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Renewed pirates attacks raise fresh concerns on cost of shipping

By Sulaimon Salau
08 January 2020   |   2:30 am
There are concerns that the cost of doing business in Nigeria and other nations in the Gulf of Guinea might shot up, going by the renewed threat of maritime piracy.

• Two notorious pirates groups tracked in Gulf of Guinea

There are concerns that the cost of doing business in Nigeria and other nations in the Gulf of Guinea might shot up, going by the renewed threat of maritime piracy. A maritime security firm Dryad Global, said the pirate-infested waters of the Gulf of Guinea are now the world’s most dangerous for international shipping, with at least nine vessels attacked and 89 crew hijacked for ransom so far in 2019.

Three ships, according to Dryad have repelled pirates in the last few day to the end of the year 2019, including liquefied natural gas carrier BW Lokoja and suezamax tanker Istanbul.The firm noted that at least two piracy groups working in the Gulf of Guinea are responsible for the recent spate of attacks on tankers and kidnapping of crew, although it did not name the groups.

The firm said it has “identified a mothership, which one pirate group is using to operate deep offshore, as well as a separate group that’s exploiting ambiguous and haphazard patrolling on the outskirts of Nigeria’s Economic Exclusion Zone. The EEZ extends for 240 nautical miles,”Dryad Global Chief Executive, Phil Diacon said: “These criminal actors are using the EEZ as a cover from Nigerian forces and the international naval forces.

“By operating on the margins of the zone, the pirates take advantage of ineffective co-ordination between Nigerian patrols and confusion about whether international forces have jurisdiction, he said.“The mothership used by one pirate group further offshore was identified using global satellite imagery as the Togo-flagged, 3,250 dwt chemical tanker Determination 2 (IMO 8201014) according to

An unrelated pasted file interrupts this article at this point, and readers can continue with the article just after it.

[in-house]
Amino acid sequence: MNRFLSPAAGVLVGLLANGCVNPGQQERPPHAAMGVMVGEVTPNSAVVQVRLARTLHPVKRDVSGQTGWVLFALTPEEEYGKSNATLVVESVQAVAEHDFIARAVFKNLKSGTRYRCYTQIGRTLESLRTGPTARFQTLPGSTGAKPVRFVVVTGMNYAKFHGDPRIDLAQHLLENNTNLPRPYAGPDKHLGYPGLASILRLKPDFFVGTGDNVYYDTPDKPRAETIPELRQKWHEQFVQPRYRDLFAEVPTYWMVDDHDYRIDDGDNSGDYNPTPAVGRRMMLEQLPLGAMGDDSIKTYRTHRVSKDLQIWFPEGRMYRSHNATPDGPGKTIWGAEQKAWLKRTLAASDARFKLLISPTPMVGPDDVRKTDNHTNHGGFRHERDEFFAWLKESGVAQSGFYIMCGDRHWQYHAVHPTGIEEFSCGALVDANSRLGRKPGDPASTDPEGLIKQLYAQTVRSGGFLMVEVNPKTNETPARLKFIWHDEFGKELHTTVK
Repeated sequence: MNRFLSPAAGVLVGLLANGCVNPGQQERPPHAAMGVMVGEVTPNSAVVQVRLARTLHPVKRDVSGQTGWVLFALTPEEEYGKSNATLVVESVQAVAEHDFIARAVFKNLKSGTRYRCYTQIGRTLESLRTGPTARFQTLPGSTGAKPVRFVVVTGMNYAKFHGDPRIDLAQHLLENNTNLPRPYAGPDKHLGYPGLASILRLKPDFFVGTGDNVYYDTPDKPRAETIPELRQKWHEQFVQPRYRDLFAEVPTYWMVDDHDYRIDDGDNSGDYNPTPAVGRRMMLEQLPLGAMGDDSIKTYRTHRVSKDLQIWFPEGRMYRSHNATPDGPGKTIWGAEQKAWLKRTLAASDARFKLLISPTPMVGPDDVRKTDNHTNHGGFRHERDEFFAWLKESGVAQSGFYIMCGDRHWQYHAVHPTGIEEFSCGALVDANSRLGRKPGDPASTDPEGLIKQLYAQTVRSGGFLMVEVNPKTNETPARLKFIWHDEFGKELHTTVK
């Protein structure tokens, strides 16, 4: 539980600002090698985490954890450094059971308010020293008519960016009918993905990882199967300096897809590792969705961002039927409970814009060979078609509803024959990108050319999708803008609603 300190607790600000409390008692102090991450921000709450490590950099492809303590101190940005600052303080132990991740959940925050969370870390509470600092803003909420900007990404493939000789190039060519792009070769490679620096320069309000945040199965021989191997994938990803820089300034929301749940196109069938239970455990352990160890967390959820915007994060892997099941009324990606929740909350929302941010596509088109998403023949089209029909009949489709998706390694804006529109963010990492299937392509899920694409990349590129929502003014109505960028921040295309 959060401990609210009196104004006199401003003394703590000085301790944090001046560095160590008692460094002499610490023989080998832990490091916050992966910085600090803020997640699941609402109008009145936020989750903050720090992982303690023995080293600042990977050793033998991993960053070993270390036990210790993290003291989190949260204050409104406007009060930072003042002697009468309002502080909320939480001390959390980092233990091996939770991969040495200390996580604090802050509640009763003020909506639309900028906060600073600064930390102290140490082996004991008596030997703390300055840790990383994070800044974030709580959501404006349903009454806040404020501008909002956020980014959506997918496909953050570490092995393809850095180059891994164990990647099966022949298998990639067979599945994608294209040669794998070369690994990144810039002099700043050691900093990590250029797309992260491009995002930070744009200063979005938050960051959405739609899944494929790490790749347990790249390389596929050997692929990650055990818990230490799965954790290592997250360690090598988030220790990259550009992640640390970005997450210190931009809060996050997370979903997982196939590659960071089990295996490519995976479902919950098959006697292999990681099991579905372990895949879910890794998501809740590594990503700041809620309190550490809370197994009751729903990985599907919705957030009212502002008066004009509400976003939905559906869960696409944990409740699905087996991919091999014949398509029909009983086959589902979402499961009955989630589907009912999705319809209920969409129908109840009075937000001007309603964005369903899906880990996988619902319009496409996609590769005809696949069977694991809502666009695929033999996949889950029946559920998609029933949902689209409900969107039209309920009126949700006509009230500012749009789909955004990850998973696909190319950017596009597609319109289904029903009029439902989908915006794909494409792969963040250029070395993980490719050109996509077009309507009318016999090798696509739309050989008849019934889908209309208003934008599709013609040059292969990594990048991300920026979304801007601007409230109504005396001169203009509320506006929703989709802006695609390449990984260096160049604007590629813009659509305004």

“The tanker, for which no ownership, classification or insurance details are available, has not been operating with its automatic identification satellite on at all times, thereby masking its location at the times of the attacks. So-called motherships are needed for pirates to operate in waters that are well out to sea and away from the shore.

‘Another ship, the 2013-built, Nigerian-flagged, 950 dwt product tanker Adeline Jumbo (IMO 9712424) has been closely watched as well,” Diacon said.“It’s not confirmed but there’s a lot of circumstantial evidence about the movements of Determination 2,” he noted.

Meanwhile, as the issue of protection from piracy in the waters off the coast of the gulf of guinea remains in front burner, there are indications that the operations of the pirates are have grave consequences on cost of doing business. The International Maritime Bureau (IMB) described the passage as “one of the most dangerous shipping routes in the world” and a “world piracy hotspot”.